I never really knew a home without pets, it was just a part of my life growing up. My best friend who lived down the street always tells me she remembers coming to my door and hearing the pitter patter of tiny paws coming to greet her at the door. That melts my heart a little as I’ve obviously had to say goodbye to all these pets as they have lived their lives already, and sometimes I’ll have a vivid memory of them and it brings tears to my eyes because I just had such a special place in my heart for them. Losing them was so hard. I remember Sandy got hurt and was no longer able to walk and my parents had to make the difficult decision to put her to sleep because she wouldn’t have any quality of life. I remember sitting out in the backyard, holding her in my arms and my tears dripping down onto her head as I promised her I would see her again one day.

The day my mom called to tell me my Duchess has passed away was equally sad. I knew she was old and had lived a really good life. I got her when I was in high school and she slept with me every night. Her warm body nestled against mine. Nose edging under the covers, burying herself in my comforter and driving me bat crazy with wanting to get on my bed and off my bed several times a night and having to do this for her since she was too small to make the jump either way. She passed away just a few years ago, and I remember every time I’d visit my parents, I would say good bye to her because I knew it might be the last time. I had a good long cry when my mom called to tell me she had passed away. It seemed like the end of an era – all of our pets from “growing up” were gone. It felt like my heart was breaking.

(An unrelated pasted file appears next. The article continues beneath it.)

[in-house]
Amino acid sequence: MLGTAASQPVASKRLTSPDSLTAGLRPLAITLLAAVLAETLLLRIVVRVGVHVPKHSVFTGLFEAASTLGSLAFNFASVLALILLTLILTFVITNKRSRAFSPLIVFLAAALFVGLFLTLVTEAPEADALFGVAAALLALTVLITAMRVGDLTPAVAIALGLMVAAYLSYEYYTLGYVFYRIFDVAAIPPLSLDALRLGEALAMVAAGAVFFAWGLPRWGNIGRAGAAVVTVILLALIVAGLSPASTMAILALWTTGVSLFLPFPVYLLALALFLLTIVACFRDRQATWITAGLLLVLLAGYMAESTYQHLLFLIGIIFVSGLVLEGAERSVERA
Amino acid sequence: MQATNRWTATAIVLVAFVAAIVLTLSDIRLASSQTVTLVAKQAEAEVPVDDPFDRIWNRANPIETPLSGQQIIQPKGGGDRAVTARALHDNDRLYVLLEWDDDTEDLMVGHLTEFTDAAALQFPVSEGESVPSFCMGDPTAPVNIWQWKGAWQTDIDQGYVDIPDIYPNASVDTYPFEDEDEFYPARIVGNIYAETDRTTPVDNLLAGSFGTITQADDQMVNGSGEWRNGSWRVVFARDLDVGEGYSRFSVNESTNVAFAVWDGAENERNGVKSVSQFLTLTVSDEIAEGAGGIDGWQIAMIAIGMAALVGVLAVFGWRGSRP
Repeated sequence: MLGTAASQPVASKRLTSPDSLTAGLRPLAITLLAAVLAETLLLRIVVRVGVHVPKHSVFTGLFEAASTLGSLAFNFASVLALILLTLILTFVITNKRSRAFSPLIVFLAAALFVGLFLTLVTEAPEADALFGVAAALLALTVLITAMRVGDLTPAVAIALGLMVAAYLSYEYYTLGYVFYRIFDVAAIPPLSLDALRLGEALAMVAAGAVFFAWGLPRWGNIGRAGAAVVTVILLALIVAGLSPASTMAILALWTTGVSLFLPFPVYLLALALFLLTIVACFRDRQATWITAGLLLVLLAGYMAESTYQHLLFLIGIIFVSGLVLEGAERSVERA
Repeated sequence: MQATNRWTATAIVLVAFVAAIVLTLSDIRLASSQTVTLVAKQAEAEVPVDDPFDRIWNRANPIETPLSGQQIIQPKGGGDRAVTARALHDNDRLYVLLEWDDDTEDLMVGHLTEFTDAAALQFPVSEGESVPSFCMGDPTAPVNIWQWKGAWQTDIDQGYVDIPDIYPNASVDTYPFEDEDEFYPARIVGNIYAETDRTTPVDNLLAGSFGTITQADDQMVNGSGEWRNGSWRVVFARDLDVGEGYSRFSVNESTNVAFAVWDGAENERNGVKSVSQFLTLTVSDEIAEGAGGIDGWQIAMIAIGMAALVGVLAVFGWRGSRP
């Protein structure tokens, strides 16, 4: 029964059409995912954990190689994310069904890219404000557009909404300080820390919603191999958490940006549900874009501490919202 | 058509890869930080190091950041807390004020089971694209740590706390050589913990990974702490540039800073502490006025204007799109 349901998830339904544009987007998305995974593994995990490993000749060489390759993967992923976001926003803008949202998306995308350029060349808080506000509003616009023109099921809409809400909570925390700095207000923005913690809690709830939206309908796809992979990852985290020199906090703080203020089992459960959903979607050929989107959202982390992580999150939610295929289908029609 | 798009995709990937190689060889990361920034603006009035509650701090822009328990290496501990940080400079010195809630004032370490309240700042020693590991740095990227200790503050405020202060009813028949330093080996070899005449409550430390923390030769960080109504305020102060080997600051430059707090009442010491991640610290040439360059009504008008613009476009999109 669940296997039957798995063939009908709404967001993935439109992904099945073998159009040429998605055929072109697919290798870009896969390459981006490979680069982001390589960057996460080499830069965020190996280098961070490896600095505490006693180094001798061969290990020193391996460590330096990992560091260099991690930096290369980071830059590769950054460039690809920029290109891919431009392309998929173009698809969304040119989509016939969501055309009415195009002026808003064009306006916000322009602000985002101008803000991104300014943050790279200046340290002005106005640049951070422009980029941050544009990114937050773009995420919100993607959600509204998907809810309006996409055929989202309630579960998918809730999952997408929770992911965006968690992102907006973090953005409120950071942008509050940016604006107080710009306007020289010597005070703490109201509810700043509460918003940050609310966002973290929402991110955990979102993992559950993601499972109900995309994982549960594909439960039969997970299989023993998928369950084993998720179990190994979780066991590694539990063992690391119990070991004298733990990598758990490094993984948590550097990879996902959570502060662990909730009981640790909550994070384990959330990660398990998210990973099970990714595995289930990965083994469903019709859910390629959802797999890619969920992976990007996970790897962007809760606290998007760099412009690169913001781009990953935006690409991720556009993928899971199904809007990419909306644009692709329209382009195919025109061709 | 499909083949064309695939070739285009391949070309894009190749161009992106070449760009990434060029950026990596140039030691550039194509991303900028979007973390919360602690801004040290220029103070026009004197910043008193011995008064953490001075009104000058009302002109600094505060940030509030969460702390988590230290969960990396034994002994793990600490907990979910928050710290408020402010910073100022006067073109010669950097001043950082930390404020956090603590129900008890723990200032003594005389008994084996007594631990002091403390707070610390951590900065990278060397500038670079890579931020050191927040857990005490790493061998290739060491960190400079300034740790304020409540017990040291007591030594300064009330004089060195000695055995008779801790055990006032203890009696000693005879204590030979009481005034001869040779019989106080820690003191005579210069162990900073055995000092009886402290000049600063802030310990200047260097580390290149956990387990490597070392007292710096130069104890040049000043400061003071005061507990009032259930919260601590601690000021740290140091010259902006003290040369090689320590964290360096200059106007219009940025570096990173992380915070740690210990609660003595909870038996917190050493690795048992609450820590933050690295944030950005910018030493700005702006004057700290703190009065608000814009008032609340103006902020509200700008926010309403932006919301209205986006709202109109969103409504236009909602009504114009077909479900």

I guess that meant we had officially grown up.

When I met my husband and we had gotten to a more serious place in our relationship – he talked incessantly about getting a dog. I put my foot down. No dog! And he would show me pictures of adorable puppies and talk about how fun it would be to have one (he wanted a chocolate lab) and I continued to burst his bubble every time. I knew that owning a dog as a grown up would be totally different from my experience of being in a house with dogs as a child. I wasn’t sure I was ready, or We were ready. After all,  I don’t have a huge amount of memories of taking the dogs for their shots, or paying for vet bills for a reason! I do remember cleaning up after them some – but not all the time. Our dogs were tiny so they didn’t require long walks and they had each other to keep themselves entertained.